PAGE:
Global has launched the Global Academy, a full University Technical College that will create an educational environment to train young people for jobs in the digital broadcasting industry.
The Department for Education has given the go-ahead for the project, which will open in London in September 2015, and will be in partnership with the University of Arts London.
Since 2008, Global has offered a formal route to work experience and internships at the company, and to date 450 work experience and internship placements have been secured. Individuals can apply through the company’s website for positions at all the company’s 21 broadcast centres.
The Global Academy, the digital broadcasting industry’s first (UTC, builds on this work, and will provide education for 14-18 year olds studying GCSEs, A-Levels, BTECs and the English Baccalaureate.It will also provide specialist vocational training modules leading to specific qualifications in creative, technical and digital media as well as entrepreneurship. The curriculum will have a strong focus on the technical skills needed to get a job in the digital broadcasting industry.
Ashley Tabor, Global’s founder & executive president, believes the shortage of young people with the right skills to work in the industry highlights a need for such a facility, the first of its kind.
“I wish there had been a school like this when I was studying,” he said. Tabor conceived and developed the new Global Academy over the past two years.
“Since founding Global,” he said, “I’ve been struck by the shortage of young people coming into the industry with the right practical skills or broad enough skills. As emerging technologies continue to change the way we do business, that skills gap will only get bigger. With this new Global Academy, we want to lead the way in developing and nurturing talent and securing jobs for young people from all backgrounds. We will bring talented young people, some of whom wouldn’t otherwise get the chance to gain these skills, into the exciting digital broadcasting industry and help ensure the industry continues to thrive while simultaneously equipping these students with the real skills they need to succeed in today’s industry,” said Tabor.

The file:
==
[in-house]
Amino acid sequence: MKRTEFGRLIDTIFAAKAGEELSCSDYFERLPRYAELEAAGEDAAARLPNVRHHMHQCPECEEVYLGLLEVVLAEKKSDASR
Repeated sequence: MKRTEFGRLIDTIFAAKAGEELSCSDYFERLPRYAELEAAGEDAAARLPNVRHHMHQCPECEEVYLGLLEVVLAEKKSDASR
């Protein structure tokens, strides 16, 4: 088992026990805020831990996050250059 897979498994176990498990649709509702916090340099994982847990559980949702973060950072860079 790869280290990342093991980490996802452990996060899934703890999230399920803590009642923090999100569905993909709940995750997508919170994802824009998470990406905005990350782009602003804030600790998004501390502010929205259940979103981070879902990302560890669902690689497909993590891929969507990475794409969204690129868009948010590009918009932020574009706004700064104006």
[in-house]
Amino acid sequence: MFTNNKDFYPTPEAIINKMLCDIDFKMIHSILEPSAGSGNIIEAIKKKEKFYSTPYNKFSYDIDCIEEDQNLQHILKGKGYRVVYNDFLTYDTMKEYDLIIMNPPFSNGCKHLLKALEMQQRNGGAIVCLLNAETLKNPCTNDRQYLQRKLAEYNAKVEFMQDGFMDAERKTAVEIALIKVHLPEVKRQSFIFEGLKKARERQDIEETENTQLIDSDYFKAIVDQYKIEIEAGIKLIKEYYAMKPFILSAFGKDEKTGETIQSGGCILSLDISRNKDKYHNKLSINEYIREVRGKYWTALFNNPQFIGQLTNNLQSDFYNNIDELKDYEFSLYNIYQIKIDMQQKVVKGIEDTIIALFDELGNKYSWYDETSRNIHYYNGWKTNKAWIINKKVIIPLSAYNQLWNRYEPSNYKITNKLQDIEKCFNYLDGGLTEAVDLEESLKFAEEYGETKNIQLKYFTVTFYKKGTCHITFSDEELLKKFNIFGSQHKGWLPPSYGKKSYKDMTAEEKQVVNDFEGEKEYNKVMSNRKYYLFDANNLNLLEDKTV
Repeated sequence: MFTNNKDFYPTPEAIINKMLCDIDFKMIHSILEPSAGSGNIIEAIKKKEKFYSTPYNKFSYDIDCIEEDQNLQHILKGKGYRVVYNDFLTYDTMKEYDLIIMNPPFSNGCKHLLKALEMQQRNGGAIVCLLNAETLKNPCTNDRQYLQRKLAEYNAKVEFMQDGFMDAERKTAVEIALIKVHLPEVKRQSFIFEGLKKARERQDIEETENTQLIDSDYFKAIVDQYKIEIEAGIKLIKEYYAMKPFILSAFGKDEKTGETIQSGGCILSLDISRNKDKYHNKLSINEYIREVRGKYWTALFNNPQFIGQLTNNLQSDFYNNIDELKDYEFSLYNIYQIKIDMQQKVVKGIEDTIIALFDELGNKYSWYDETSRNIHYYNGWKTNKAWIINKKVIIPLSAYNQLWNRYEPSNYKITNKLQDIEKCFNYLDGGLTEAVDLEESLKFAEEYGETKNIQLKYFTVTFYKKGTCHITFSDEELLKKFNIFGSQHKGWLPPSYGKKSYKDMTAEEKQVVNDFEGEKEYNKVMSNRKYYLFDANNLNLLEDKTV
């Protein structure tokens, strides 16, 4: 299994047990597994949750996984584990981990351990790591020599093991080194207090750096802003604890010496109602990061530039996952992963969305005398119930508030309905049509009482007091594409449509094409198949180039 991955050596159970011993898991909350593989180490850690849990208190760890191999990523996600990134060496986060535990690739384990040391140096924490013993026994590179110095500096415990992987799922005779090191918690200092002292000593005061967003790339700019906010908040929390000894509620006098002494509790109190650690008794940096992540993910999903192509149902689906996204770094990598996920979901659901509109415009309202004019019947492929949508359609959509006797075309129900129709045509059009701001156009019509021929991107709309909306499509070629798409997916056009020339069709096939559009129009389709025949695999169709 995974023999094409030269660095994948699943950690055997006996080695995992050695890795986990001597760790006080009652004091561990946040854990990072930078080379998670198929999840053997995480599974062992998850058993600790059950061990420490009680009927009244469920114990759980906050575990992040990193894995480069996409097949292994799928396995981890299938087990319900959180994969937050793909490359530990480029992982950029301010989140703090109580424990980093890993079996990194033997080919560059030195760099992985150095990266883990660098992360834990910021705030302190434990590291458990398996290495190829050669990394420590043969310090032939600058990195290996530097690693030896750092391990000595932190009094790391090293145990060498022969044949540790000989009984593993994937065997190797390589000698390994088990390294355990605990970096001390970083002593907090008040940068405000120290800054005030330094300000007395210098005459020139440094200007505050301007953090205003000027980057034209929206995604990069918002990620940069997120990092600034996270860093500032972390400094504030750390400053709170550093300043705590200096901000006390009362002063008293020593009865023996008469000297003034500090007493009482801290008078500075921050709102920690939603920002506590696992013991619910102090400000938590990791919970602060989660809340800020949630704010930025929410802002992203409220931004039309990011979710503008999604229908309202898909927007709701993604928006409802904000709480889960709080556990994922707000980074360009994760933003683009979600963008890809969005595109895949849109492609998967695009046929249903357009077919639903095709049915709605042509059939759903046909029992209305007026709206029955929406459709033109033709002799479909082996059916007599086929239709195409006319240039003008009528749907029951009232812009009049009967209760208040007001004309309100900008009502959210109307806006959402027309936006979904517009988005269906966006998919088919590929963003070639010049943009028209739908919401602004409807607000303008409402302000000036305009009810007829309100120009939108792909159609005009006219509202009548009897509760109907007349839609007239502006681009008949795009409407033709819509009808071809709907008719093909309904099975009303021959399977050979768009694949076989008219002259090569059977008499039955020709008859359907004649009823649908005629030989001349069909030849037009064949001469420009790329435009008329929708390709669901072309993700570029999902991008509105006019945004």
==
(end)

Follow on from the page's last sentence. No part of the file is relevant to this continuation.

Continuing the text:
Global says some students will go on to higher education and further education and apprenticeships, and others straight into jobs. By year two, the Global Academy will have roughly 800 students.
The Department for Education will fund the Academy, with Global leading it, contributing resource and expertise from the radio team to spend time with students.
Lord Baker, who came up with the idea of University Technical Colleges in 2007, said: “Today’s announcement shows continued support and commitment from the Government to increase the size and impact of the UTC movement. There will now be six UTCs. I am delighted that UTCs enjoy all-party support and that the Coalition continue to back them. I am very pleased to note that there will be a further application round later this year with a closing date of 9 May 2014 for UTCs to open in 2016.”
Global is also drawing on expertise from industry partners, including Universal Music Group, Decca Records, Independent Radio News, WCRS, PHD, RCS, Ooyala, Arqiva, Cisco, Clifford Chance, and Slaughter & May. Industry bodies, the Radio Advertising Bureau, the Radio Centre and the BPI, are also supporting the initiative in order to make the training relevant to a broad range of workplace environments.
Karen Blackett, CEO, MediaCom UK, said: “It’s inspiring to see Global take the lead in setting up a university technical college for the digital broadcasting industry. It’s critical that we equip the next generation with the skills needed to get jobs in the industry when they finish their education. The creation of the Global Academy chimes with our beliefs at MediaCom UK and we are keen to support the development of the curriculum, and offer work placements to students where possible.”
The suite of vocational specific qualification modules developed by Global and its partners will be accredited by University of the Arts London. The Global Academy will be subject to Ofsted inspection and will be part of the standard Department for Education league tables.